Articles Tagged with community association elections

This is the time of year when many Florida condominium associations conduct their annual meeting and election of directors.  Here are some helpful reminders about the process to ensure that your community’s meeting and election avoid potential glitches and remain in compliance with Florida law.

Board membership should be viewed as being akin to a civic duty for condominium owners.  So long as individuals meet the basic legal requirements, to wit: they are current on all of their financial obligations to the association and are not a convicted felon, they are otherwise eligible to run for a board seat in most associations.

The election notices that are distributed by the association to all of the owners begin with the initial notice that must be sent out at least 60 days prior to the election. This notice should include information on the deadlines for submission of notices to the association for those who intend to run for a board seat. All candidates must provide their association with a written notice of their intent to run for the board of directors at least 40 days prior to the date of the election. meeting-vote-300x300Registered candidates are then able to lobby their fellow owners, and they may submit a resume to the association at least 35 days prior to the election. The resume, which may not exceed one side of a standard piece of office paper, should contain details about a candidate’s professional and educational background as well as any other attributes and qualifications that they would like to include.

A second notice of the election, which must be distributed between 34 and 14 days prior to the election, must include copies of all the resumes submitted by the candidates together with the ballot and the inner and outer envelopes.

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Nicole-Kurtz-2014-thumb-120x180-87971The firm’s Nicole R. Kurtz authored an article that appeared as a “Board of Contributors” guest column in today’s edition of the Daily Business Review, South Florida’s exclusive business daily and official court newspaper.  The article, which was titled “Disputed Condo Election Offers Important Lessons for Association Boards,” focused on a recent appellate ruling that illustrated the importance for boards of directors to act with a clear understanding of their capabilities to alter association election procedures.  Her article reads:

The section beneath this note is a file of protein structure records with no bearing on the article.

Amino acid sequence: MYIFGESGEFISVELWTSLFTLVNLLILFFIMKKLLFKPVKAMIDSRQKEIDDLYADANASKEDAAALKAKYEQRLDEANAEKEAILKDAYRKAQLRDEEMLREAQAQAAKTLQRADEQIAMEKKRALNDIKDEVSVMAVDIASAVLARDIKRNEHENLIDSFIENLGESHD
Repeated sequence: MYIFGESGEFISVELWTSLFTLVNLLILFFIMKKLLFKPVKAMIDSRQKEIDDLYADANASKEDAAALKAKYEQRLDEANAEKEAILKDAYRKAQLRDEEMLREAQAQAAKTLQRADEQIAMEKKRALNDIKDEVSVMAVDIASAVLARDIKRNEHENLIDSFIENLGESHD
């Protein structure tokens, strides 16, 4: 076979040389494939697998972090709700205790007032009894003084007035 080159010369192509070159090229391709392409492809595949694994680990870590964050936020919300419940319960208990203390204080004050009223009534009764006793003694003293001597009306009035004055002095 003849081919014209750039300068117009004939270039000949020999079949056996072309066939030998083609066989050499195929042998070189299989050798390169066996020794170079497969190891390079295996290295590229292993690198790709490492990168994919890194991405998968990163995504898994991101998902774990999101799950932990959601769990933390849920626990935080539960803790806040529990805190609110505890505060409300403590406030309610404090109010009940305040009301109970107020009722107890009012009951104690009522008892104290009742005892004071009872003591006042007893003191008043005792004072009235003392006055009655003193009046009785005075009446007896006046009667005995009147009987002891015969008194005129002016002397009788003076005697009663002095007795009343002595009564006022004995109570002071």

Allegations of questionable or even downright fraudulent tactics by candidates in annual association elections are not entirely uncommon. When suspicious activities begin to call into question the integrity of the election, some boards of directors hit the panic button and take actions that will not stand the test of their governing documents or the Florida Administrative Code.

Such appears to be what took place in a disputed election at the Palm Aire Country Club Condominium in Pompano Beach that culminated in a recent ruling by Florida’s Fourth District Court of Appeal. While the appellate panel’s opinion does not address the reasons for the association board’s actions, noting only that “there is some ambiguity as to what exactly occurred” at the board’s Feb. 29, 2016, meeting, the opinion essentially invalidates the board’s 6-3 vote at the meeting to postpone the annual election that was set for two days later on March 2.

Even though a majority of the board voted to postpone the election, it took place as originally scheduled on March 2, and new directors were elected. The management company for the property, M&M Property Management LLC, subsequently refused to recognize the authority of the prior board of directors and instead began working with the newly elected directors.

dbr-logo-thumb-400x76-51605-300x57In response, the prior board of directors filed suit against M&M seeking a temporary injunction to compel the management company to stop operating in service of the new board of directors. The prior board was granted the temporary injunction, and in turn M&M was ordered to recognize the board as it existed prior to the March 2 election.

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